NORTON, Ohio — It's an ongoing controversy involving the washed-out Kungle Road Bridge that has residents in the cities of Norton and New Franklin living with frustration and concerns about neighborhood safety.
The bridge was closed in May of 2019, and then a month later collapsed after a June rainstorm.
More than 20 months later, Kungle Road remains closed to traffic, forcing residents, local police, EMS and fire crews to make a detour of several minutes.
Those living near the collapsed roadway, like Amy Sir Louis who is a mother of four, believe the lingering crater is a real safety hazard.
"It's delaying safety response to our community," Sir Louis said. “I actually watched an ambulance turn the wrong direction out of somebody’s driveway when they picked up a patient, they had to turn around and come back up the road. This barrier is not well marked, there’s nothing flashing, there’s no signal until you get right up on it, we don’t have streetlights on this road. So you have to really be paying attention, or you could easily plow into that, especially with the snow piled in front. We have kids in the neighborhood, kids are curious, they crawl into things, they want to see what there is to be seen. I get concerned when I see a big gaping hole that hasn’t been fixed for almost two years, it just really feels like a bureaucratic failure.”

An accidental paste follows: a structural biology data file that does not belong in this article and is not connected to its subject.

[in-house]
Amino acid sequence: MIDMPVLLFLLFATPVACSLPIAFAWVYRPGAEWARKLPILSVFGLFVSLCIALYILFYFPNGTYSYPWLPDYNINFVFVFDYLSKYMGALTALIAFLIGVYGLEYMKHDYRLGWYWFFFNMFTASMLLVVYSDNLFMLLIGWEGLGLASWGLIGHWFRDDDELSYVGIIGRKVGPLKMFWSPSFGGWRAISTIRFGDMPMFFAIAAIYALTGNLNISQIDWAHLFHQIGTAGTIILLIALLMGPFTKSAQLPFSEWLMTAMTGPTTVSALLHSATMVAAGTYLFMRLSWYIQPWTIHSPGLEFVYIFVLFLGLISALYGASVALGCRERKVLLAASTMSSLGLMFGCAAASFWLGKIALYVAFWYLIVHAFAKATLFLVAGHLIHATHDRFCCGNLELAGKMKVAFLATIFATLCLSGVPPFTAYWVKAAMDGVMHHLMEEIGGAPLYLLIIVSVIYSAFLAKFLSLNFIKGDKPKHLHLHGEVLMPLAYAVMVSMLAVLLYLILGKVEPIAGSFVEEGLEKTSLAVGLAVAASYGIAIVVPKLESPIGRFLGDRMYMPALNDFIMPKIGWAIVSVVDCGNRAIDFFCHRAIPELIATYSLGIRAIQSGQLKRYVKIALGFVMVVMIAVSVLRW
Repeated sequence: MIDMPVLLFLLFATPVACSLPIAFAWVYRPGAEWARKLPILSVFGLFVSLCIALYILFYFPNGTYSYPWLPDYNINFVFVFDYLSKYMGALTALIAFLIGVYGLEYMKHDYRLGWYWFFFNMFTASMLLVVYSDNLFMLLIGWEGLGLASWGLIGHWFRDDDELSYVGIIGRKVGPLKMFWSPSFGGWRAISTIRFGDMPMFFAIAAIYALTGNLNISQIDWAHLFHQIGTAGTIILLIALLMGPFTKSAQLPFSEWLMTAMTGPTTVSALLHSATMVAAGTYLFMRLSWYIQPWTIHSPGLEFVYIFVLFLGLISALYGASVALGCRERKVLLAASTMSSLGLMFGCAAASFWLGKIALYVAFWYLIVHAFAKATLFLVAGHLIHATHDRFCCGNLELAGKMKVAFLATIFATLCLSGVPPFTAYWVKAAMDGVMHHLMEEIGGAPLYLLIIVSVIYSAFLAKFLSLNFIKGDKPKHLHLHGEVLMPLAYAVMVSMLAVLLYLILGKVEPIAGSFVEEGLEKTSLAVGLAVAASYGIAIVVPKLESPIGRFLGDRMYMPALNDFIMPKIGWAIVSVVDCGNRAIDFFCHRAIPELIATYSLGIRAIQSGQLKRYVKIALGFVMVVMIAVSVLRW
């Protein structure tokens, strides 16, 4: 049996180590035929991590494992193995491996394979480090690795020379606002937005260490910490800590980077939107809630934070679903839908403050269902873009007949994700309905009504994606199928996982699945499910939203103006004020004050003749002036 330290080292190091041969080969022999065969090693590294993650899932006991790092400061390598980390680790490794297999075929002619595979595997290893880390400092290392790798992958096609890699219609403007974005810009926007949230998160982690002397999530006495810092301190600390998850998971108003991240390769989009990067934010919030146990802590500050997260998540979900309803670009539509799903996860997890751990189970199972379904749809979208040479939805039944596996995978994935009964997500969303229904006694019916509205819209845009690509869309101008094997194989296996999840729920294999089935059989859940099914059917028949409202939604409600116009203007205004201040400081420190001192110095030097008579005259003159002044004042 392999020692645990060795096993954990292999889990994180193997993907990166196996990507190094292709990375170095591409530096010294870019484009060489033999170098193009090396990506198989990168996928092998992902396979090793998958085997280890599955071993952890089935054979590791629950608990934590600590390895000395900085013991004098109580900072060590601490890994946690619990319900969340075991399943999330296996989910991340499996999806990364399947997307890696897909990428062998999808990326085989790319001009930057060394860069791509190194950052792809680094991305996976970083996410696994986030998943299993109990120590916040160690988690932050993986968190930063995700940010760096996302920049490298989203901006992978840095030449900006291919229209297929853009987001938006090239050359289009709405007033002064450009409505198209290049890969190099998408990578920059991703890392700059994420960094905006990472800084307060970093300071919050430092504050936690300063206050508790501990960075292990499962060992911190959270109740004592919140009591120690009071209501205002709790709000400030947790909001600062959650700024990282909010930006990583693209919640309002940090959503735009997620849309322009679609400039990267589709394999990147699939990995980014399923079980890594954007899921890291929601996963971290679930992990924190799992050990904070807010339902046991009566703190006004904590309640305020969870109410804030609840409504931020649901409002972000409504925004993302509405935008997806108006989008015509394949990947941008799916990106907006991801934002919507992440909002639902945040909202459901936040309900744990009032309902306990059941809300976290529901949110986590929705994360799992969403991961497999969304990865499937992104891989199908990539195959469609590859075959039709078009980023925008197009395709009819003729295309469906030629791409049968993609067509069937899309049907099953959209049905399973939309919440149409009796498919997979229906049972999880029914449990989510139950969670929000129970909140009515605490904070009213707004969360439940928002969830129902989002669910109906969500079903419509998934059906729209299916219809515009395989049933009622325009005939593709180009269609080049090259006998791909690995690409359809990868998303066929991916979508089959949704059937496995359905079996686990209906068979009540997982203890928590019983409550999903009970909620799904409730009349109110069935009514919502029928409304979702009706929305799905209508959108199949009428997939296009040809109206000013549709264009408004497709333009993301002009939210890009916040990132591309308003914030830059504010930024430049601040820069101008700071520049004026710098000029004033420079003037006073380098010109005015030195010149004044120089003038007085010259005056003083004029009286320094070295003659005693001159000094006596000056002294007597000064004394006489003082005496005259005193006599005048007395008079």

The Summit County Engineer's Office determined the bridge is located in the city of Norton, but residents and New Franklin Mayor Paul Adamson said Norton Mayor Mike Zita hasn't given them any information on when repairs will be made.
Adamson said the controversy has created many questions, and so far no solutions.
“Here we are almost two years later and this hole is still in the ground, people are still driving two and three miles out of their way, on the way to work and home from work," Adamson said. “Then it became a question, was it Norton’s responsibility? Was it Summit Counties responsibility? And then the question arose as to whether it was a bridge, under Ohio law it has to be a ten-foot span."
“What I want to make clear is we’re not going to stop until we get this fixed.”
News 5 made multiple calls to Norton Mayor Mike Zita, and the Summit County Executive, but so far our calls have not been returned.
The Summit County Engineer's Office said there is some hope, confirming the City of Norton is trying to work with the county to see if a federal grant is available to help fund bridge repairs, which could cost up to $300,000.